My lucky day today, as I acquired a spectacular two stem Phalaenopsis Orchid, from my favourite plant store in the West End of Vancouver. Windsor Market it’s called, operated by really nice people originally from Japan. Windsor Market has been on Robson Street for as long as I can remember, expert in cut flowers, orchids, as well as house plants, plus an entire section with a large orchid selection but no Orgonite Pyramids (yet).
What I love about the orchid; is everything
In my studio I have a grandfather clock that my grandfather Lloyd made while at the University of Toronto in the nineteen twenties, that’s where he met Lola, my outrageously cool Grandma (both deceased). Hanging beside the clock is a pastel artwork that Lola created, depicting Green Bay in West Kelowna, where I grew up. A view from the house on the lake that my family owned for 35 years. I treasure both works of art equally (lol).
Under the picture and beside the grandfather clock is an antique wooden card table, with four collapsible wooden legs and a green felt top for cards. That little table had belonged to my Mom’s grandmother, whom we called Granny Batt, she carried it over from Ireland as she was an avid card player and champion Bridge player. On top of the table sits my fabulous orchid.
The orchid reminds us that everything is a cycle of living and dying. The elegant wise woman named Pong, selected my orchid for me, said that the two stems would produce blooms for about five months. The price is pennies per day to host an exotic living and breathing plant in closest personal proximity, as they inspire us to make the most of our life cycle.
I often smile thinking that those dearly departed souls had touched those things one hundred years ago and that they were fond of what I am fond of. So much so that I am using the grandfather clock for an orgonite collection and currently have a bright fire-engine red Chinese lantern hanging inside the clock case, it resembles the heart and shows also my respect for China. After all, it was China who helped build British Columbia and the railway to Toronto.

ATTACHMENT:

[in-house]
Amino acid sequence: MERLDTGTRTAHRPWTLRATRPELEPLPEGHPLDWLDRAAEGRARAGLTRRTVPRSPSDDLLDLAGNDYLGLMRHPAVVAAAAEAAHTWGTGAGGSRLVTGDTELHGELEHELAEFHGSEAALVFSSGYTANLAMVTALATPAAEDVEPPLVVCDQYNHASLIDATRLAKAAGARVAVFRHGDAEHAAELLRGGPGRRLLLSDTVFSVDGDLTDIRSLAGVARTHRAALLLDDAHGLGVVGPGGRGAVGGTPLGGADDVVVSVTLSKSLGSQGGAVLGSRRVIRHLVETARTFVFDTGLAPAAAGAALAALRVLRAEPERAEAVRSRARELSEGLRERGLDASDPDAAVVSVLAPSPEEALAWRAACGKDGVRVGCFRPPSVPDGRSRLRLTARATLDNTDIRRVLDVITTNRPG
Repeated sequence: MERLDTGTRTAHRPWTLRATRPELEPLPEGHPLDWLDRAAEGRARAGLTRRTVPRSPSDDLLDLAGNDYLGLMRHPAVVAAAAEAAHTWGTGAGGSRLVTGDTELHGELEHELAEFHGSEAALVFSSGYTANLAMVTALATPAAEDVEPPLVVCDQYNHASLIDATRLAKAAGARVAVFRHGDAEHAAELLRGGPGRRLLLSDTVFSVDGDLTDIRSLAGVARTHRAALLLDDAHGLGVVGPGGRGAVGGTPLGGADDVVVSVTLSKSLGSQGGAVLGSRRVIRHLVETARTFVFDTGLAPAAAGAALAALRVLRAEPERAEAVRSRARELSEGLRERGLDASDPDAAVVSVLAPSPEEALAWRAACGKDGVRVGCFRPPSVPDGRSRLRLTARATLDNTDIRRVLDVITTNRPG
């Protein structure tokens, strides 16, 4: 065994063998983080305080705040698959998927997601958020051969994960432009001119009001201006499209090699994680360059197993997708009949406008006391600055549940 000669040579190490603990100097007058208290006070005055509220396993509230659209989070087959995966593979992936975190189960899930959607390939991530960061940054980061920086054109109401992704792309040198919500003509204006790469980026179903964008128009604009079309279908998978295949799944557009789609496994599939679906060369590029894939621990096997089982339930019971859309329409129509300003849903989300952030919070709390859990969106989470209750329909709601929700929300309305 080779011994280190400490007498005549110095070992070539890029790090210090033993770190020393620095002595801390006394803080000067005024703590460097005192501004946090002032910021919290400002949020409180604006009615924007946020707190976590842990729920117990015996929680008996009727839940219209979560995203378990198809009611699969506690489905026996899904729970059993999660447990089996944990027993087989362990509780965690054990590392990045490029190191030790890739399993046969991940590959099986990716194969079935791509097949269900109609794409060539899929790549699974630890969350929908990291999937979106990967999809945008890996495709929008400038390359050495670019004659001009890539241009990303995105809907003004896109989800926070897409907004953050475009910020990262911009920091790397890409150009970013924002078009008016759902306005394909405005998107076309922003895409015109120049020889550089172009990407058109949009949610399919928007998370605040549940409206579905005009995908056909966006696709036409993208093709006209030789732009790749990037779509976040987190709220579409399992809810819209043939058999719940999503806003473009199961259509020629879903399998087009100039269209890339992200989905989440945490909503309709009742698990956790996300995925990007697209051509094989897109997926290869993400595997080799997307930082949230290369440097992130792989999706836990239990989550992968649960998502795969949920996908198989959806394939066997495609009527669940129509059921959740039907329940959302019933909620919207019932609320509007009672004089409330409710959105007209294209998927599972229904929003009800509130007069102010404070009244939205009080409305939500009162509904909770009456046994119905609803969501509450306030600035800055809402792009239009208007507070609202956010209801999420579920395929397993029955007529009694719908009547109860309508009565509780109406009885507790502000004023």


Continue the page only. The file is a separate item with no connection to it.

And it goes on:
Orgonite is something you may not have heard of but you will. My youngest sister and I became fascinated by orgonite pyramids a few years ago and bought some, talked to allot of people, read everything we could get our hands on and did everything short of making our own Orgonite pyramids, which we are still considering. The fact of the matter is that Orgone energy exists everywhere and it is entirely possible to tap into, we just don’t know how yet.
Alanis Morissette does a great interview with an expert named Michelle Hood, you’ll find her link below. Best place to see Orgonite pyramids is Pinterest Boards and the secret how it’s made.
Evaluation of Orgone Energy from Wikipedia
Orgone was closely associated with sexuality: Wilhelm Reich (the person who named it orgone), following Freud, saw nascent sexuality as the primary energetic force of life. The term itself was chosen to share a root with the word orgasm, which both Reich and Freud took to be a fundamental expression of psychological health. This focus on sexuality, while acceptable in the clinical perspective of Viennese psychoanalytic circles, scandalized the conservative American public even as it appealed to countercultural figures like William S. Burroughs and Jack Kerouac.
In at least some cases, Reich’s experimental techniques do not appear to have been very careful, or to have taken precautions to remove experimental bias. Reich was concerned with experimental verification from other scientists. Albert Einstein agreed to participate, but thought Reich’s research lacked scientific detachment and experimental rigor; and concluded that the effect was simply due to the temperature gradient inside the room. “Through these experiments I regard the matter as completely solved,” he wrote to Reich on 7 February 1941. Upon further correspondence from Reich, Einstein replied that he could not devote any further time to the matter and asked that his name not be misused for advertising purposes.